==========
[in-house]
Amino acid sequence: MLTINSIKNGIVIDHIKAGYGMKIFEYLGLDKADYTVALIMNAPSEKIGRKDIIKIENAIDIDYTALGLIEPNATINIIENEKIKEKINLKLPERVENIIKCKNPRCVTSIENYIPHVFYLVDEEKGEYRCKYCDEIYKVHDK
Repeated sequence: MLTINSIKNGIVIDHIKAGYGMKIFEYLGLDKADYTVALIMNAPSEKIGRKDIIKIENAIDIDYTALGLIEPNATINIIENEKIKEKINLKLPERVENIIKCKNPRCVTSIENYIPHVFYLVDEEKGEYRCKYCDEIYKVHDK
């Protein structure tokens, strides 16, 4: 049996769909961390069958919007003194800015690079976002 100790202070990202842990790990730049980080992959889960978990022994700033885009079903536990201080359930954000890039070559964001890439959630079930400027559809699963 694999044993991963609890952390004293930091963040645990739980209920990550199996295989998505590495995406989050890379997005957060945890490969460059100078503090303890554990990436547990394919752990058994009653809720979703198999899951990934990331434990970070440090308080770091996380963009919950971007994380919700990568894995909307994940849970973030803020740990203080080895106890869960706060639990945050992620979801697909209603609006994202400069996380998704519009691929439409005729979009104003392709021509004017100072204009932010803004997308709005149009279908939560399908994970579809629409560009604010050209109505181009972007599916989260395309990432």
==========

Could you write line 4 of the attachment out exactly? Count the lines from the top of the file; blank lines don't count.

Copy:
């Protein structure tokens, strides 16, 4: 049996769909961390069958919007003194800015690079976002 100790202070990202842990790990730049980080992959889960978990022994700033885009079903536990201080359930954000890039070559964001890439959630079930400027559809699963 694999044993991963609890952390004293930091963040645990739980209920990550199996295989998505590495995406989050890379997005957060945890490969460059100078503090303890554990990436547990394919752990058994009653809720979703198999899951990934990331434990970070440090308080770091996380963009919950971007994380919700990568894995909307994940849970973030803020740990203080080895106890869960706060639990945050992620979801697909209603609006994202400069996380998704519009691929439409005729979009104003392709021509004017100072204009932010803004997308709005149009279908939560399908994970579809629409560009604010050209109505181009972007599916989260395309990432």